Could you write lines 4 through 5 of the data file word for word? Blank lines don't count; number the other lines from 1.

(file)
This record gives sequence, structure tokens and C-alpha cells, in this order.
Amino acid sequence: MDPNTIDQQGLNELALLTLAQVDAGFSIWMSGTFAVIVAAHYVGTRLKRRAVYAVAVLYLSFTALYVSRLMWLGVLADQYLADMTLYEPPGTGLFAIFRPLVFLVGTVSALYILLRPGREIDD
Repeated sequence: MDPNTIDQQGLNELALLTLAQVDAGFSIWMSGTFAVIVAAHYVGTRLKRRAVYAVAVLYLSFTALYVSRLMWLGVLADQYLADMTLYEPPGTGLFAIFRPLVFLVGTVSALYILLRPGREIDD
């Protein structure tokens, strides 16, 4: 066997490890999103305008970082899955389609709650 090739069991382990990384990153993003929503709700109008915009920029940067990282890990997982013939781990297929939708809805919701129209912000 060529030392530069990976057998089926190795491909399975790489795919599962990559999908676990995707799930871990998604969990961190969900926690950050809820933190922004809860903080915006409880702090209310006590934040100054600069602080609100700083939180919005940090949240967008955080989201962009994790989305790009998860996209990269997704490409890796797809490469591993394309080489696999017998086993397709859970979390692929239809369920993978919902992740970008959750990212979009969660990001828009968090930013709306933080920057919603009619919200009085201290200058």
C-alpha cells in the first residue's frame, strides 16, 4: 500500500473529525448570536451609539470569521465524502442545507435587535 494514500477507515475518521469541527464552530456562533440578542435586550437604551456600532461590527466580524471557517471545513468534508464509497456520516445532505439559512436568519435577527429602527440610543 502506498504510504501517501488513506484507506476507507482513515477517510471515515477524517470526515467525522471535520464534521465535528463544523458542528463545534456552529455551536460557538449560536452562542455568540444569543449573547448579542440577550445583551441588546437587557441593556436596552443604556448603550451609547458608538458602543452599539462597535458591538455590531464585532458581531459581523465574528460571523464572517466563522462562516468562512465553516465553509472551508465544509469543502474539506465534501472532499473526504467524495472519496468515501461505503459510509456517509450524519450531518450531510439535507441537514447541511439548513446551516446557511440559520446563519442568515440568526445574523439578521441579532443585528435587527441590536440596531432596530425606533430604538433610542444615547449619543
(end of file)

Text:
């Protein structure tokens, strides 16, 4: 066997490890999103305008970082899955389609709650 090739069991382990990384990153993003929503709700109008915009920029940067990282890990997982013939781990297929939708809805919701129209912000 060529030392530069990976057998089926190795491909399975790489795919599962990559999908676990995707799930871990998604969990961190969900926690950050809820933190922004809860903080915006409880702090209310006590934040100054600069602080609100700083939180919005940090949240967008955080989201962009994790989305790009998860996209990269997704490409890796797809490469591993394309080489696999017998086993397709859970979390692929239809369920993978919902992740970008959750990212979009969660990001828009968090930013709306933080920057919603009619919200009085201290200058």
C-alpha cells in the first residue's frame, strides 16, 4: 500500500473529525448570536451609539470569521465524502442545507435587535 494514500477507515475518521469541527464552530456562533440578542435586550437604551456600532461590527466580524471557517471545513468534508464509497456520516445532505439559512436568519435577527429602527440610543 502506498504510504501517501488513506484507506476507507482513515477517510471515515477524517470526515467525522471535520464534521465535528463544523458542528463545534456552529455551536460557538449560536452562542455568540444569543449573547448579542440577550445583551441588546437587557441593556436596552443604556448603550451609547458608538458602543452599539462597535458591538455590531464585532458581531459581523465574528460571523464572517466563522462562516468562512465553516465553509472551508465544509469543502474539506465534501472532499473526504467524495472519496468515501461505503459510509456517509450524519450531518450531510439535507441537514447541511439548513446551516446557511440559520446563519442568515440568526445574523439578521441579532443585528435587527441590536440596531432596530425606533430604538433610542444615547449619543